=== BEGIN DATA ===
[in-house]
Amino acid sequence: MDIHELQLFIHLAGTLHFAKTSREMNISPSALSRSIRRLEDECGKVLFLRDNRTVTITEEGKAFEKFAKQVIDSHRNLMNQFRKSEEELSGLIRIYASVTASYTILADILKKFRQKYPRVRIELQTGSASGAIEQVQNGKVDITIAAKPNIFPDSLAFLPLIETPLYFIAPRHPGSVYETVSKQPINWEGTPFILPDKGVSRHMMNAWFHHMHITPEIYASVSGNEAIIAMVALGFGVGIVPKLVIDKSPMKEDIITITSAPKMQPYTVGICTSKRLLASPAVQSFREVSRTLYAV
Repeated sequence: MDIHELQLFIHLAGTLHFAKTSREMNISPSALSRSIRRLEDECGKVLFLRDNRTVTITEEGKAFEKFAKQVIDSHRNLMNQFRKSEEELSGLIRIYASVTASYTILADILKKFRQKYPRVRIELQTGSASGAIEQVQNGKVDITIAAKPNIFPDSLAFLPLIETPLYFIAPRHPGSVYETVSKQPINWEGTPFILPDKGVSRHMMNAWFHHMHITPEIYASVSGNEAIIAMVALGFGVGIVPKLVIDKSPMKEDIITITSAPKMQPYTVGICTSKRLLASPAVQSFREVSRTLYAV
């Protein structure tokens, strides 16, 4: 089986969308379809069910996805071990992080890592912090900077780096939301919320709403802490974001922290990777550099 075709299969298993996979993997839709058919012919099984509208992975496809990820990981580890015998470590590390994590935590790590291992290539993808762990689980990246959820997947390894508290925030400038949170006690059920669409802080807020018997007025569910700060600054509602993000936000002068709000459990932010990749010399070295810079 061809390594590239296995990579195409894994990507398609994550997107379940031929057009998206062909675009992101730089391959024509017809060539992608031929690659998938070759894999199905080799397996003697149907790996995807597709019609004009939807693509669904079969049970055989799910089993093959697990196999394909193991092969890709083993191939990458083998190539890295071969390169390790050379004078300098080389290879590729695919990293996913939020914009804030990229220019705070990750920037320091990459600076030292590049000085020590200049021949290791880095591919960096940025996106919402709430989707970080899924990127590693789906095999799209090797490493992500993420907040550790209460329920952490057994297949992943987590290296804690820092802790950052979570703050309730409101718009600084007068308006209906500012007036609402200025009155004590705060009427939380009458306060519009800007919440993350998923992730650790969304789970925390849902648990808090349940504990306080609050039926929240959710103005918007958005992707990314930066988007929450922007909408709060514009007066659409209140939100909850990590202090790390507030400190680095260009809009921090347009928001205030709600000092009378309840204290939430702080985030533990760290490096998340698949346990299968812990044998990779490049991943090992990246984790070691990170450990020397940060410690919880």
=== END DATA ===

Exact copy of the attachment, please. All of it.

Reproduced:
[in-house]
Amino acid sequence: MDIHELQLFIHLAGTLHFAKTSREMNISPSALSRSIRRLEDECGKVLFLRDNRTVTITEEGKAFEKFAKQVIDSHRNLMNQFRKSEEELSGLIRIYASVTASYTILADILKKFRQKYPRVRIELQTGSASGAIEQVQNGKVDITIAAKPNIFPDSLAFLPLIETPLYFIAPRHPGSVYETVSKQPINWEGTPFILPDKGVSRHMMNAWFHHMHITPEIYASVSGNEAIIAMVALGFGVGIVPKLVIDKSPMKEDIITITSAPKMQPYTVGICTSKRLLASPAVQSFREVSRTLYAV
Repeated sequence: MDIHELQLFIHLAGTLHFAKTSREMNISPSALSRSIRRLEDECGKVLFLRDNRTVTITEEGKAFEKFAKQVIDSHRNLMNQFRKSEEELSGLIRIYASVTASYTILADILKKFRQKYPRVRIELQTGSASGAIEQVQNGKVDITIAAKPNIFPDSLAFLPLIETPLYFIAPRHPGSVYETVSKQPINWEGTPFILPDKGVSRHMMNAWFHHMHITPEIYASVSGNEAIIAMVALGFGVGIVPKLVIDKSPMKEDIITITSAPKMQPYTVGICTSKRLLASPAVQSFREVSRTLYAV
């Protein structure tokens, strides 16, 4: 089986969308379809069910996805071990992080890592912090900077780096939301919320709403802490974001922290990777550099 075709299969298993996979993997839709058919012919099984509208992975496809990820990981580890015998470590590390994590935590790590291992290539993808762990689980990246959820997947390894508290925030400038949170006690059920669409802080807020018997007025569910700060600054509602993000936000002068709000459990932010990749010399070295810079 061809390594590239296995990579195409894994990507398609994550997107379940031929057009998206062909675009992101730089391959024509017809060539992608031929690659998938070759894999199905080799397996003697149907790996995807597709019609004009939807693509669904079969049970055989799910089993093959697990196999394909193991092969890709083993191939990458083998190539890295071969390169390790050379004078300098080389290879590729695919990293996913939020914009804030990229220019705070990750920037320091990459600076030292590049000085020590200049021949290791880095591919960096940025996106919402709430989707970080899924990127590693789906095999799209090797490493992500993420907040550790209460329920952490057994297949992943987590290296804690820092802790950052979570703050309730409101718009600084007068308006209906500012007036609402200025009155004590705060009427939380009458306060519009800007919440993350998923992730650790969304789970925390849902648990808090349940504990306080609050039926929240959710103005918007958005992707990314930066988007929450922007909408709060514009007066659409209140939100909850990590202090790390507030400190680095260009809009921090347009928001205030709600000092009378309840204290939430702080985030533990760290490096998340698949346990299968812990044998990779490049991943090992990246984790070691990170450990020397940060410690919880």